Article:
Brees leads major New Orleans Carnival parade
One of the most accurate arms in the NFL had no trouble finding
receivers Sunday night.
Thousands lined the streets to catch small, foam footballs
thrown by Super Bowl MVP Drew Brees while he served as monarch of
Bacchus, one of the biggest parades of the Carnival season that
culminates in Mardi Gras.
The New Orleans Saints quarterback threw 10,000 black and gold
footballs, along with the usual beads and doubloons, from his perch
atop the float that was desined to look like a Roman chariot. Brees
dressed as the Roman god of wine in a short gold and red tunic,
gold boots and cape and a crown of gold grape leaves.
A cadre of police officers and parade officials had to accompany
Brees from the limo that dropped him off at his float. He was
accompanied by his wife, Brittany, who wore a white gown and gold
crown. An eager crowd chanted his name and the familiar “Who Dat”
cry of Saints fans.
The usual Mardi Gras colors of purple, green and gold were
replaced along the parade route with the black and gold of the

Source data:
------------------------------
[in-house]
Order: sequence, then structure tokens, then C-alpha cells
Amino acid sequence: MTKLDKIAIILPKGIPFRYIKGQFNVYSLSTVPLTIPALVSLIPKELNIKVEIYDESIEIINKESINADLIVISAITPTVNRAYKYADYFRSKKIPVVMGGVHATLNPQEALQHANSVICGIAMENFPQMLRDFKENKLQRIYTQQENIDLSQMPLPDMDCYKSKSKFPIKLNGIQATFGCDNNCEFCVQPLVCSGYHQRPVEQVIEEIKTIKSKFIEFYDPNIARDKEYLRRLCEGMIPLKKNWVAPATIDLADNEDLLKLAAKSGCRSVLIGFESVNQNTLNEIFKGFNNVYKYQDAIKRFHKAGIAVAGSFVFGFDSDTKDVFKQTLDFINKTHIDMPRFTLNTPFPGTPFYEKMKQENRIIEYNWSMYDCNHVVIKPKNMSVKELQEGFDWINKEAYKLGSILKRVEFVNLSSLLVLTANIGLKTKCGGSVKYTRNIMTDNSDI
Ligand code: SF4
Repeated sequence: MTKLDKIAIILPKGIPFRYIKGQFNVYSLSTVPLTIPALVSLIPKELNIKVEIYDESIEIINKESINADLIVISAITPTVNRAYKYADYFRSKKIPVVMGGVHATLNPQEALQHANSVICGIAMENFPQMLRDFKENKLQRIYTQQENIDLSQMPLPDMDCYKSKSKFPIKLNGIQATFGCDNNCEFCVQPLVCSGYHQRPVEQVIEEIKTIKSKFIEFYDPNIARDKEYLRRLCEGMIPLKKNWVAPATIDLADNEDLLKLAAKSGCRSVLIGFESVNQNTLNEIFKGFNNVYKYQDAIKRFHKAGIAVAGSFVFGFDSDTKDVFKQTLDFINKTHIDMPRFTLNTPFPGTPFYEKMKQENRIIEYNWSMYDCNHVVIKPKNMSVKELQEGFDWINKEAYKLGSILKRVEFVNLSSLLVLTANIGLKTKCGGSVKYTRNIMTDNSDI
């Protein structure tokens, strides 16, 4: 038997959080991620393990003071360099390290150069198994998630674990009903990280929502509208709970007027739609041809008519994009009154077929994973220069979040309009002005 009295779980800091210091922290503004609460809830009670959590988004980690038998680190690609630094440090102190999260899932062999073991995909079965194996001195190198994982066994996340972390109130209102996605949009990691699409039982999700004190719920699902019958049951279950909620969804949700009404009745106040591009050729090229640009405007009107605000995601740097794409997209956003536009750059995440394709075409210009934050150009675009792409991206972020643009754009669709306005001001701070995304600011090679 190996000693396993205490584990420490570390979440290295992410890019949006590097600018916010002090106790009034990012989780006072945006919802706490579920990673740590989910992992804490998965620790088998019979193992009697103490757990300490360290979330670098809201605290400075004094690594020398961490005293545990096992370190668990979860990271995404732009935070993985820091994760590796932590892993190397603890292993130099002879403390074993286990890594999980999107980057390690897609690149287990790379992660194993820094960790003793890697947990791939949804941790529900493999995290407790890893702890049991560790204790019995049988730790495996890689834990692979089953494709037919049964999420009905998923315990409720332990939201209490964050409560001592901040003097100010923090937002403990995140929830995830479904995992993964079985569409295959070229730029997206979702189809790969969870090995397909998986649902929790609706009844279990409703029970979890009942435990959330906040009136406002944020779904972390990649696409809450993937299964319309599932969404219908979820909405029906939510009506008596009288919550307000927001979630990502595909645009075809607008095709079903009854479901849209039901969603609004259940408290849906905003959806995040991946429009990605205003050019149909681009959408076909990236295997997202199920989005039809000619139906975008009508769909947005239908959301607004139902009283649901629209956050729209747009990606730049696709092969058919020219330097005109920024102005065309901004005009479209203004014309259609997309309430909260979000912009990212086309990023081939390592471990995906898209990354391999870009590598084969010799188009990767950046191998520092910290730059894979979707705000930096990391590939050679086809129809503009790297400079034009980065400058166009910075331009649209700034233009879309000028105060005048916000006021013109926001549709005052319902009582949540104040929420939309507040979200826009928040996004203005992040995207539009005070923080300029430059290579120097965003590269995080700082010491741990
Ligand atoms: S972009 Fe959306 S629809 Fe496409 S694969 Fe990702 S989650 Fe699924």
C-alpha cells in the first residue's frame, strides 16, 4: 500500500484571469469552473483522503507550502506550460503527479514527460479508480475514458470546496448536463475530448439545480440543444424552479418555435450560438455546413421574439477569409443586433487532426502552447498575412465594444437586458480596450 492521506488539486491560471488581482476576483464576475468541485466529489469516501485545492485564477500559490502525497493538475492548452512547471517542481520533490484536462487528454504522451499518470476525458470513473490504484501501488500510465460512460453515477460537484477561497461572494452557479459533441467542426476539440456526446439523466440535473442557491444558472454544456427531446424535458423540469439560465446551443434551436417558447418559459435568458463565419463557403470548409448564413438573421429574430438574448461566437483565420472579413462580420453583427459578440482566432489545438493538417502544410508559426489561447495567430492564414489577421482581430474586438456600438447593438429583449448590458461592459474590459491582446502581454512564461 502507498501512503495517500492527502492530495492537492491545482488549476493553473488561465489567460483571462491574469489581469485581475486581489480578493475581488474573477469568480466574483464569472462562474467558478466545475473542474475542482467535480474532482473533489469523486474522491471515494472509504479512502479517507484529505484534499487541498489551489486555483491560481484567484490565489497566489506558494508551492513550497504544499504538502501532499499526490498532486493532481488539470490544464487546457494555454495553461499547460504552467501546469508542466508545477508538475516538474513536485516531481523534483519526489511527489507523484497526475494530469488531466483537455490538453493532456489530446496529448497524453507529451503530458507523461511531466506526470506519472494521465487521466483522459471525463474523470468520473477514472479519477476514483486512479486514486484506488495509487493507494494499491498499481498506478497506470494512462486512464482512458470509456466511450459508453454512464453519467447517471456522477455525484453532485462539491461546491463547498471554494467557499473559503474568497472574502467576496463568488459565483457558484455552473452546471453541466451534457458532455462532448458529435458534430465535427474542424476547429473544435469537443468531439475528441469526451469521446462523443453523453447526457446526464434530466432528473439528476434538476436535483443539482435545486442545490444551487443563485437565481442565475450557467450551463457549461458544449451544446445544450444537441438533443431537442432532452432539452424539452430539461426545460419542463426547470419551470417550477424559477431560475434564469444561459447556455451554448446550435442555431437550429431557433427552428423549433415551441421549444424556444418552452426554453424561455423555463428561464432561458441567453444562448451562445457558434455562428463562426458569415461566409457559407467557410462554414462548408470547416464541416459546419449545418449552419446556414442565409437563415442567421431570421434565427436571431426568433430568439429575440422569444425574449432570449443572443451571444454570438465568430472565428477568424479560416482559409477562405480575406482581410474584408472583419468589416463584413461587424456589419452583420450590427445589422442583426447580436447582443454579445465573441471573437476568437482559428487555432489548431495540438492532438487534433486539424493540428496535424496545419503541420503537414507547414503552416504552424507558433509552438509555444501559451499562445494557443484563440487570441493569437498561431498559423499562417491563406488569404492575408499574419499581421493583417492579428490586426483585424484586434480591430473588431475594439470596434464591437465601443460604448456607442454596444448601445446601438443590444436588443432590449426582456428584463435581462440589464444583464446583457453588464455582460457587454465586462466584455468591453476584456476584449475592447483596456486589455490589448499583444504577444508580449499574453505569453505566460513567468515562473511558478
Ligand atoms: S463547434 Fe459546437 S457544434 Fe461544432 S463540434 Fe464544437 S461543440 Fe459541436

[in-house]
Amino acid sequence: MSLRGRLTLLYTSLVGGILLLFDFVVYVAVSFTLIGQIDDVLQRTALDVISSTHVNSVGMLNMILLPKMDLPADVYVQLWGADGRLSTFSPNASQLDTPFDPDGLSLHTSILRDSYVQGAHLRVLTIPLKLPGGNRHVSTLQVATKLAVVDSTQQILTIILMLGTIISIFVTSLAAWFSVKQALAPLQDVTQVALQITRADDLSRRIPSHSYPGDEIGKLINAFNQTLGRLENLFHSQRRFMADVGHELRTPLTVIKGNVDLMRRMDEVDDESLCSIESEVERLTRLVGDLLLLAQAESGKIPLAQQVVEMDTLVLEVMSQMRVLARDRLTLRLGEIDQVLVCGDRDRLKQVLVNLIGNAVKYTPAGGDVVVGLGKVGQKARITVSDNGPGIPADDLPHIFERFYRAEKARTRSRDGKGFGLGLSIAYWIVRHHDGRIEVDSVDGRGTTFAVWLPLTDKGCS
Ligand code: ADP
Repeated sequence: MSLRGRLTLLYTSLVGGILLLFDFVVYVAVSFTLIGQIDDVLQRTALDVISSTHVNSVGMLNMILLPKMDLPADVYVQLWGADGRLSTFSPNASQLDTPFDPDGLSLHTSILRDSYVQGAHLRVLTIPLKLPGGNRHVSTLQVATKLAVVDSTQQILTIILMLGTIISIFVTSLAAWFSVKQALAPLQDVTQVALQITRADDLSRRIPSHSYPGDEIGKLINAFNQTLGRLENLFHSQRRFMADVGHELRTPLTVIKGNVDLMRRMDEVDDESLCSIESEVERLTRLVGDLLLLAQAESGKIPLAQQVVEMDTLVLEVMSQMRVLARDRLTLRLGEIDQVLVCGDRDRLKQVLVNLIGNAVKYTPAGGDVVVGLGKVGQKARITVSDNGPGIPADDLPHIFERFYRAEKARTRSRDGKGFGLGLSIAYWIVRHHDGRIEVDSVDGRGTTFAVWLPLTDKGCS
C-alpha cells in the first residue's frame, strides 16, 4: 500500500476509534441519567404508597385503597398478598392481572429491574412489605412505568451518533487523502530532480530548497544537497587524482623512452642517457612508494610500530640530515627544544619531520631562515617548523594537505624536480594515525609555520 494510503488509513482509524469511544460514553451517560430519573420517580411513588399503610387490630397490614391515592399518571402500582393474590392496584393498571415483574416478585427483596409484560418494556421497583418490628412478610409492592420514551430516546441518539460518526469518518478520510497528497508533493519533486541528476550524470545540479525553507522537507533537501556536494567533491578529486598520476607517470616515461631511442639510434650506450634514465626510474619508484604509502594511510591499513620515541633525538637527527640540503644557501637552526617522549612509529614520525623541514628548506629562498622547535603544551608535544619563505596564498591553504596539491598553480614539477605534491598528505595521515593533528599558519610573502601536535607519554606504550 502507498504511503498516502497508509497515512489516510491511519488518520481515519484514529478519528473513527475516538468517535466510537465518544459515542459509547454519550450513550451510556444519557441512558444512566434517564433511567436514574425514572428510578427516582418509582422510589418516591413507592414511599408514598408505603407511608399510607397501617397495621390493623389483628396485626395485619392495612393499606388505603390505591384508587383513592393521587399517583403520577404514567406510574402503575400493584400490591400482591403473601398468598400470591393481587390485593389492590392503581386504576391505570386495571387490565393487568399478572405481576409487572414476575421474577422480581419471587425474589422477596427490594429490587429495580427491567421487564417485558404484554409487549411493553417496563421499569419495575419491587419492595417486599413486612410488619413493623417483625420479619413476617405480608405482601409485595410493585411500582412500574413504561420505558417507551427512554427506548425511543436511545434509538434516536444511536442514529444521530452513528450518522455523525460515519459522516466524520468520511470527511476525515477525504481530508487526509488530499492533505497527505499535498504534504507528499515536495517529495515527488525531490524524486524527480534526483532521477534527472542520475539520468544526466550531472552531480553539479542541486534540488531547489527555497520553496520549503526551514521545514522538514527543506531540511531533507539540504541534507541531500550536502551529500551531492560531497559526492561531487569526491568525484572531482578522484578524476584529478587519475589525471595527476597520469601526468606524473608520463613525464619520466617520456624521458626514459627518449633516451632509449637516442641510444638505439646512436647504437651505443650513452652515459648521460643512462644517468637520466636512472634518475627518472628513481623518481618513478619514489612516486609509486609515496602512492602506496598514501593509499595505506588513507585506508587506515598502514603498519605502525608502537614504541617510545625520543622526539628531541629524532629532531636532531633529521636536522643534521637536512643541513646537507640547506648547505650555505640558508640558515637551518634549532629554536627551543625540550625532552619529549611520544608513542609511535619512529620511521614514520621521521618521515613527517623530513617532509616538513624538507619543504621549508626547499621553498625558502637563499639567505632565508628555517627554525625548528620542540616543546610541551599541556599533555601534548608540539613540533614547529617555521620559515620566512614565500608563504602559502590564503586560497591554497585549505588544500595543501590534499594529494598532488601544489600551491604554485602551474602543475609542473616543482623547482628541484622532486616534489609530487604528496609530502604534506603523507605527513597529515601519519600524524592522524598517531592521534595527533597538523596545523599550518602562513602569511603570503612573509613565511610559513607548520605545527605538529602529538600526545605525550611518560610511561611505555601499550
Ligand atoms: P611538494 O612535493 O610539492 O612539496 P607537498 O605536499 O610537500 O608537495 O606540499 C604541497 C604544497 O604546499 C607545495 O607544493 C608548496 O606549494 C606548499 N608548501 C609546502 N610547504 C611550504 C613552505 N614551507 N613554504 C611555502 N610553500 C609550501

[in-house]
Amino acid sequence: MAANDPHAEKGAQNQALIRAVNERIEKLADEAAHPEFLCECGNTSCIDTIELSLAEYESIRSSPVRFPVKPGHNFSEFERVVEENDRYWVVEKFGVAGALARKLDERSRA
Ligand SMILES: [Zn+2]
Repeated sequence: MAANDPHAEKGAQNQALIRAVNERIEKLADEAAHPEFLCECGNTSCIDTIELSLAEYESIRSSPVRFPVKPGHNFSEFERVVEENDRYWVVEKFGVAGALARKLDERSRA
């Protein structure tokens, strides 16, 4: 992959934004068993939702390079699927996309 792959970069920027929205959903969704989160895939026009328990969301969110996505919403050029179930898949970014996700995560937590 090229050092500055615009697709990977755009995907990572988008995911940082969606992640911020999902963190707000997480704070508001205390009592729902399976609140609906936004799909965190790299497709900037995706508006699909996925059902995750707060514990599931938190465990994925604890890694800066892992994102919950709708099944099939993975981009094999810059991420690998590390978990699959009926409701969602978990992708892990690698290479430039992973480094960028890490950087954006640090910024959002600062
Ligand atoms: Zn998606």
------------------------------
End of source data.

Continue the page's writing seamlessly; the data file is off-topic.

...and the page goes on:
Saints jerseys worn by thousands.
“I missed the Saints parade,” said Henry Exterstern, 50, of
New Orleans. “No way I was going to miss him this time.”
It was the second parade this week for Brees, after the Super
Bowl victory parade Tuesday that celebrated the Saints’ win over
the Indianapolis Colts a week ago.
Sunday’s parade appeared to get an attendance boost from the
presence of Brees.
“This is a mad house,” said Jennifer LeBlanc, 34, who said she
sees the parade every year. “This is the biggest crowd I’ve ever
seen. And every one is having a great time.”
Brees began throwing the beads and footballs as soon as he
boarded the float, giving a thumbs up to people who caught
As the float began to move, Brees took the microphone and
chanted, “Who Dat, Who Dat.”
“We love you New Orleans,” he shouted. “Hail Bacchus.”
The final weekend of Carnival saw dozens of parades roll
throughout the New Orleans area. Another huge parade, Orpheus, is
scheduled for Monday. More parades will roll on Tuesday, or Mardi
Gras, when businesses will also be closed and the French Quarter
and the parade routes will be crowded with revelers.
It all comes to a close at midnight Tuesday as police clear
Bourbon Street and the heavily Catholic city welcomes Lent.